Connecticut's Boating Under the Influence Laws
Read about Connecticut’s boating under the influence (BUI) laws and the consequences of a conviction.
Connecticut law prohibits operating a vessel while under the influence of drugs or alcohol. The term “vessel” includes “every description of watercraft, other than a seaplane on water, used or capable of being used as a means of transportation on water.” (Conn. Gen. Stat. Ann. § 15-127 (2016).) A person can be convicted of boating under the influence (BUI) for operating a vessel while:
- impaired by alcohol or drugs to “an appreciable degree,” or
- having a blood alcohol concentration (BAC) of .08% or greater.
(Conn. Gen. Stat. Ann. § 15-133(d) (2016); State v. Pulaski, 71 Conn. App. 497 (2002).)
The consequences of a Connecticut BUI conviction depend on the circumstances of the case. But generally, the possible penalties are:
- First-offense BUI. A first BUI typically carries $500 to $1,000 in fines and either 48 hours to six months in jail or 100 hours of community service. Convicted boaters also face a one-year boating privilege suspension.
- Second-offense BUI. A second BUI generally carries $1,000 to $4,000 in fines, 120 days to two years in jail, 100 hours of community service, and at least a three-year boating privilege suspension.
- Third-offense BUI. A third BUI generally carries $2,000 to $8,000 in fines, one to three years in jail, 100 hours of community service, and a permanent boating privilege suspension.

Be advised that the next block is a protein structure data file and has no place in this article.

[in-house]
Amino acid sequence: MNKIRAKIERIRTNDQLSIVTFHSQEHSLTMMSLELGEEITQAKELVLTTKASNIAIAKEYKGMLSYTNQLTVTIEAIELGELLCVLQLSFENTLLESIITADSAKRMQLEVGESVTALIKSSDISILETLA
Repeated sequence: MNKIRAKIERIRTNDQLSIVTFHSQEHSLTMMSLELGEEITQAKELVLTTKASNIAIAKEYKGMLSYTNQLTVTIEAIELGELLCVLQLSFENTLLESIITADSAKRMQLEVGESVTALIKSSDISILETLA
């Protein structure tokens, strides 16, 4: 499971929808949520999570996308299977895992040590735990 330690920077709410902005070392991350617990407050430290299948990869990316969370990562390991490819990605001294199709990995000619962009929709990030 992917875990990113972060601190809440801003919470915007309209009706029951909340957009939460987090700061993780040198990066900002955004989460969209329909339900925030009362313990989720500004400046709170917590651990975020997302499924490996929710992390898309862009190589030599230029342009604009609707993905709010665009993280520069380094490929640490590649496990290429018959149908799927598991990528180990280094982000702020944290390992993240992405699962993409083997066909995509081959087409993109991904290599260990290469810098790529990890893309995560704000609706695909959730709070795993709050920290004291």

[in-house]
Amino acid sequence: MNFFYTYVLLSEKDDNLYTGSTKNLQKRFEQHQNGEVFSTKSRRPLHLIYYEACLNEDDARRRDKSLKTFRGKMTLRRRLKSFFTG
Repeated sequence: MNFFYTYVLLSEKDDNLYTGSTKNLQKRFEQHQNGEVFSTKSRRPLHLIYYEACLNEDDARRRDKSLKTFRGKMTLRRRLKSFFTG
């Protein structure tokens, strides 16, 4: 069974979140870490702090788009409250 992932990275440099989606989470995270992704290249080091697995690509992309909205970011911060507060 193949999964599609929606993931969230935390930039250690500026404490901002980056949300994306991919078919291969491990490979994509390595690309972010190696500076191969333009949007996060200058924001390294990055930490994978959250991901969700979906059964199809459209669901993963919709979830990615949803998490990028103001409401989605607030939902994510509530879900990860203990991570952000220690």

For purposes of determining whether a BUI is a second or third offense, only prior convictions within the past ten years count. (Conn. Gen. Stat. Ann. § 15-133(h) (2016).)
Reckless Operation While Under the Influence
Connecticut law provides enhanced penalties for certain BUIs involving “reckless operation.” The consequences of a reckless-operation BUI conviction are:
- Reckless operation BUI in the first degree. A BUI offender who causes “serious physical injury” to another or more than $2,000 in property damage can be convicted of a first degree reckless-operation BUI. The offense carries $2,500 to $5,000 in fines and/or up to two years in jail. Convicted boaters also face a boating privilege suspension of at least one year.
- Reckless operation BUI in the second degree. A BUI offender who “operates a vessel at such speed or maneuvers a vessel in such a manner as to endanger the life, limb or property of another person” can be convicted of a second degree reckless-operation BUI. The offense carries $500 to $1,000 in fines and/or up to six months in jail. Convicted boaters also face a boating privilege suspension of at least one year.
(Conn. Gen. Stat. Ann. §§ 15-140l, 15-140n (2016).)
HOW MUCH TIME WOULD YOU ACTUALLY SPEND IN JAIL?
Sentencing law is complex. For example, a statute might list a “minimum” jail sentence that’s longer than the actual amount of time (if any) a defendant will have to spend behind bars. All kinds of factors can affect actual punishment, including credits for good in-custody behavior and jail-alternative work programs.
If you face criminal charges, consult an experienced criminal defense lawyer. An attorney with command of the rules in your jurisdiction will be able to explain the law as it applies to your situation.
Talk to an Attorney
The consequences of a Connecticut BUI are serious, and the facts of every case are different. If you’ve been arrested for boating under the influence, get in touch with an experienced BUI lawyer. A qualified attorney can explain how the law applies to the facts of your case and help you decide on the best course of action.